Moved north to Machananao

Cleotilde Mendiola Bamba (1931 – ) was only 10 years old when the Japanese occupation of Guam began. Her family was forced to leave their house. Like most CHamorus on Guam during that period, the Mendiola family was displaced from their life in Hagåtña.

“They didn’t give us time to pack our clothes or get any food. We had to go straight to my grandfather’s ranch out in Machananao, Yigo. Some of our friends there were able to help clothe us and feed us.”

Cleotilde Mendiola Bamba

In Machananao, Bamba was deprived of much of her childhood.

“We had to work for the Japanese. In the daytime the Japanese made us work in the field. You know in the boonies. I worked in Northwest Field with my sister-in-law, Cecilia Bamba, who was nine years old during that time. She’d carry the fosiños (CHamoru hoe) and I would carry the machete (large knife). We weren’t allowed to rest or eat until we get home to the ranch.”

Being 10 for Bamba means something different compared to someone who has not experienced war. Ten years old for her meant becoming an adult and working and learning to survive.

Faith sustained her through much sorrow

As a devout Catholic, Bamba believed God would save her during the hardships of the occupation.

“We prayed to Santa Marian Kamalen and all the saints. We asked them to help us. We prayed the rosary all the time and sang the traditional CHamoru songs like ‘Atan Jesus Kristo,’ ‘Korason Santos,’ and ‘Ave Maria.’ The only American song we sang in the war was ‘Uncle Sam‘ but we couldn’t let the Japanese hear us sing that or they would hurt us.”

During the war there was so much sorrow she was not able to fathom with her young eyes. 

“My mother, Maria Eustaquio Mendiola, was carrying my newborn brother while my brother, Ralph, who was seven years old was holding onto her skirt. A Japanese swung a bayonet to my mother’s neck to cut her, but it didn’t kill her. Her blood splattered onto Ralph.”

The haunting image of her brother being covered in their mother’s blood is something she will never forget. Perhaps there is really no reason behind the soldier striking her mother other than to scar a beautiful CHamoru woman.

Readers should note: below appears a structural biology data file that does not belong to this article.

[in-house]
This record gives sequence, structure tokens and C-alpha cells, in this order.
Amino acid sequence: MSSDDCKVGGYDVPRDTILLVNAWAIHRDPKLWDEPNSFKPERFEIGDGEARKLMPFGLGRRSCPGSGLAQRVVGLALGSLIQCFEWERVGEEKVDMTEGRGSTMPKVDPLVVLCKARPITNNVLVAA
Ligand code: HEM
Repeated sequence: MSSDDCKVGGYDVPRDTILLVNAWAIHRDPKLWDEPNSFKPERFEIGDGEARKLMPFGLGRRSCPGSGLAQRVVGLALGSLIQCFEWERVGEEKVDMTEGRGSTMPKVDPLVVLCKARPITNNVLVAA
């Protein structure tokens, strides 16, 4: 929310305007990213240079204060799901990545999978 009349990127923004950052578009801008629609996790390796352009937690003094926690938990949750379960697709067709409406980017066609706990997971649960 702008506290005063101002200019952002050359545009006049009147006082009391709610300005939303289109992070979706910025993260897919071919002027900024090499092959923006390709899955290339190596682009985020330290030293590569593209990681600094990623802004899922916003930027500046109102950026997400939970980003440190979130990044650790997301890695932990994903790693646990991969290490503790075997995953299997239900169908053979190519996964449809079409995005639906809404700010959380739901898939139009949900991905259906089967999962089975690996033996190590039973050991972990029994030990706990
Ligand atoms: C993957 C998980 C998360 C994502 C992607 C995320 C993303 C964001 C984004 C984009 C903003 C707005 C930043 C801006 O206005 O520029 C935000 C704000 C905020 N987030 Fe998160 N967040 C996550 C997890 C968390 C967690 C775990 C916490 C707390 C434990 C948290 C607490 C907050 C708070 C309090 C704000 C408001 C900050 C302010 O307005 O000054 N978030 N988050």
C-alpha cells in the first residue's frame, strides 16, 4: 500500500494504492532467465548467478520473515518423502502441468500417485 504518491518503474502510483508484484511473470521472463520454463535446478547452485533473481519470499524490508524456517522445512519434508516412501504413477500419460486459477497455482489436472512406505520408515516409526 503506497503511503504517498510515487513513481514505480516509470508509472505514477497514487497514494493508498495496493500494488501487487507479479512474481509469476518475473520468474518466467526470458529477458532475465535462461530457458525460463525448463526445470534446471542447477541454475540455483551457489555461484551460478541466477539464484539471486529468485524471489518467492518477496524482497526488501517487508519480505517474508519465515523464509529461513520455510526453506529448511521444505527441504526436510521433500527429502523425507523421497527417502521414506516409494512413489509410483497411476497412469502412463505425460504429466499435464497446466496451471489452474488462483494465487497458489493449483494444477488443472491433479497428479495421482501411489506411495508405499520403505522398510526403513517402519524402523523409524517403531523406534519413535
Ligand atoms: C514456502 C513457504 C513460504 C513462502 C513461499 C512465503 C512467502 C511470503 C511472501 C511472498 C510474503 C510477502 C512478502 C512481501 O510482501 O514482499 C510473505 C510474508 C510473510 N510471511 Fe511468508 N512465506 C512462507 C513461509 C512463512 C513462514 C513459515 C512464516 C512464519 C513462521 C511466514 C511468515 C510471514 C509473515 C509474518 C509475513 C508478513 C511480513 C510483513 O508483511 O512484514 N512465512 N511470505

What truly breaks her heart when thinking of Ralph, though, is her last memory of him, malnourished and pale. He was just a body and not a little boy. Her father, Juan Mendiola, carried the dying Ralph throughout the forced march to Manenggon. Juan would not let go of his son until the Americans came and pronounced him dead.

During the march Bamba was too exhausted, both mentally and physically to cry for Ralph. She had been more concerned with her five-year-old brother, Jose, who made her carry him.

“He was crying about blisters on his feet from the rocks. Jose rode on my back in the march.”

After the war, the Mendiolas were able to return to their family home.

“Our house was a two-story house in Agana Heights. The bottom floor was concrete but the second floor was wood and tin. When the American truck let us down the hill we were so happy to see that our house didn’t get burned down because it was camouflaged with the big banana leaves.”

Love for baking survived

Bamba watched her mother return to a passion she had to put aside because of the war.

“My mom loved to bake. She wasn’t able to bake during the war because the Japanese would take the food. Her family, the Eustaquios, is a family of bakers. It is a skill passed down from my great-grandfather. Our love for baking is still passed down to our grandchildren.”

The US Marines really helped Maria rekindle her passion for baking after the war.

“The Marines built my family two huge Dutch ovens that could be filled with 200 loaves of bread. And they gave her all the ingredients so she can start again. She would make half for the Marines and half for our family to sell. And sometimes she would give bread to sick people. They really helped her start to bake again. My mom made all her pastries with her hands; she didn’t need machines. I used to bake a lot when my husband, Fredrick, was alive, but he died in 1982.”

Her husband, Frederick Bamba, was a musician and also a CHamoru war survivor. The two overcame their trauma with their love of music and dancing. The couple loved to chacha and boogie at Joe and Flo’s in Asan. The late musician’s legacy is alive in his children because he taught them how to play instruments.

Something Bamba wants CHamorus to get from her story is to pray for peace.

“People should pray for no more wars in Guam or just anywhere in the world.”

Reprinted and adapted, with permission, from Guam War Survivors Memorial Foundation by Johanna Salinas.